Mourning In America and Dreaming In Color
As far as substance-driven music, you’re going to hear a lot on the internet about the latest release from Lupe Fiasco, as his sequel to the original Food And Liquor has dropped for mass consumption, and although that album is solid in its own right, it’s still a shame that it’s release may possibly overshadow this gem from Brother Ali. Teaming with super-producer Jake One for the entire project, Mourning In America and Dreaming In Color is simultaneously an honest look at the issues within America (and ourselves), but Brother Ali somehow finds a way to present the project in an overall positive light.
With Jake One handling all of the production, there are absolutely no worries about how Mourning sounds sonically. The production is diverse, but keeps its Hip-Hop flavor due to the heavy bass lines and clever sample usage. It’s essentially all on Ali to hold interest with his rhymes and content, and he does that with flying colors. From the Dr. Cornel West feature on the intro (“Letter To My Countrymen”), to his personal struggles with quitting music and losing friends and family in “Stop The Press,” to addressing the cyclical work grind and other issues in “Work Everyday,” it all flows together quite well.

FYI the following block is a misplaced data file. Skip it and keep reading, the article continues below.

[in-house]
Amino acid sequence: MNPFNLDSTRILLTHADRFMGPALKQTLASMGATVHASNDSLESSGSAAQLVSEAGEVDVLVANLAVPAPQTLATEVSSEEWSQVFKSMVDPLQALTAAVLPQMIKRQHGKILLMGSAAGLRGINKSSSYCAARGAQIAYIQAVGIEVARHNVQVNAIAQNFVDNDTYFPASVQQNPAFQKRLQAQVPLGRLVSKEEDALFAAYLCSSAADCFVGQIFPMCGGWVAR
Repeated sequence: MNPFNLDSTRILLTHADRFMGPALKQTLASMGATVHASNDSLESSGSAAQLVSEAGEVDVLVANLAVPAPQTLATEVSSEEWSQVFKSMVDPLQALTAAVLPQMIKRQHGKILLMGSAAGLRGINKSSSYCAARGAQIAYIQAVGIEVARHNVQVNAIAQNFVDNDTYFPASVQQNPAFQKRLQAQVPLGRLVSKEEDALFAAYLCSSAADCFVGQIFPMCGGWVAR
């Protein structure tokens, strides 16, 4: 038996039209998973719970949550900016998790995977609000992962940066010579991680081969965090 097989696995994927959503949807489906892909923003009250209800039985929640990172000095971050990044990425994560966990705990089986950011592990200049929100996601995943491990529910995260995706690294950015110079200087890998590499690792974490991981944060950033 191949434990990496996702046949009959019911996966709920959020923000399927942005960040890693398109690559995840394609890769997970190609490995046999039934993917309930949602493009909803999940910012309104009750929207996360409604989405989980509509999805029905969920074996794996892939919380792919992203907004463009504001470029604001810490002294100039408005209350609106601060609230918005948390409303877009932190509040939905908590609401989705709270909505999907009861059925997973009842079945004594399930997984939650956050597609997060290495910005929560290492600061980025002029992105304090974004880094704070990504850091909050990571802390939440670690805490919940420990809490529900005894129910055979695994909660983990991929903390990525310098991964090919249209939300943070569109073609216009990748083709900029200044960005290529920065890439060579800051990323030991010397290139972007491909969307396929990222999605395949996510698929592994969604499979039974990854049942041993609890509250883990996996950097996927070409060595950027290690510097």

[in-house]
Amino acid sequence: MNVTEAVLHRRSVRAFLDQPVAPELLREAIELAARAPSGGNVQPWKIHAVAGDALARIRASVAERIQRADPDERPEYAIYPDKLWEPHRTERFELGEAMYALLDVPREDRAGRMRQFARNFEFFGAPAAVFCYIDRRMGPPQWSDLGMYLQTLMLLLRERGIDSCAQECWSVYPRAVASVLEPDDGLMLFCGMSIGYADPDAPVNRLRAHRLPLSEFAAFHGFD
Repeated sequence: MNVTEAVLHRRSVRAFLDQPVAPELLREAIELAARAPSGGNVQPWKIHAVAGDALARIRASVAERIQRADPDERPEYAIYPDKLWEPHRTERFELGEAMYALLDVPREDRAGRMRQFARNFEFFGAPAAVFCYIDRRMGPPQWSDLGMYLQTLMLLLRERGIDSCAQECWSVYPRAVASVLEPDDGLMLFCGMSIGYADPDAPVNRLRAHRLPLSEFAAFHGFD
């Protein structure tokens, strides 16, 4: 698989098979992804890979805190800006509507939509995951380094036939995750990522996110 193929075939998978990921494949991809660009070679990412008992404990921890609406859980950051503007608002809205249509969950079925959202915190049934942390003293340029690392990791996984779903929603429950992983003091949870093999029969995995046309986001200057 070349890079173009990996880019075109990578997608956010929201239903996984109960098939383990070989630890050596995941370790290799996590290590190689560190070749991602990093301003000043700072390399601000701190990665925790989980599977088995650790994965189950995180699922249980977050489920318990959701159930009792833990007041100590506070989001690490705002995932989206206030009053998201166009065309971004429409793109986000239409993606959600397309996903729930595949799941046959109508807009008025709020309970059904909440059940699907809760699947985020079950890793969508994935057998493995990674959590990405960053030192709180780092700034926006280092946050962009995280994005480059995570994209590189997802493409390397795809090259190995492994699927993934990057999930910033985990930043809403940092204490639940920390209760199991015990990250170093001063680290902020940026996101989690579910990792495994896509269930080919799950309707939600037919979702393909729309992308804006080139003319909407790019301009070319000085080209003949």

Some of the highlights on the project are just the clever and passionate way he approaches concepts. “Need A Knot” has a Bun B sample and approaches the subject of getting money from a completely different angle; after listening to each entertaining verse you’ll realize there’s a little more in common with the normal quick-cash jobs and the underside of street economics. “Say Amen” has Ali completely spazzing out and just has to be heard. As a direct contrast, the songs when he opens up about himself are also incredible, as he talks about the moment he knew he was getting a divorce in “All You Need,” which stems directly from the lack of attention and care given to his son by his ex-wife.
Hitting on several topics that most can relate to, Brother Ali’s latest project is incredibly well-rounded. Backed by Jake One, Ali holds no punches on his critiques, but yet has a way to present his views without sounding conceited or even as a know-it-all. Maybe that’s due to his Islamic faith, or maybe it’s due to the fact he was raised around Black people and just knows how to relate to both sides better, it’s impossible to be certain. Regardless, it’s funny how the Rhymesayer that’s legally blind has a better insight on life than almost all of the rappers out right now, and I personally can’t get enough of the irony.
Album Stream: Mourning In America and Dreaming In Color
“Only Life I Know”
“Mourning In America”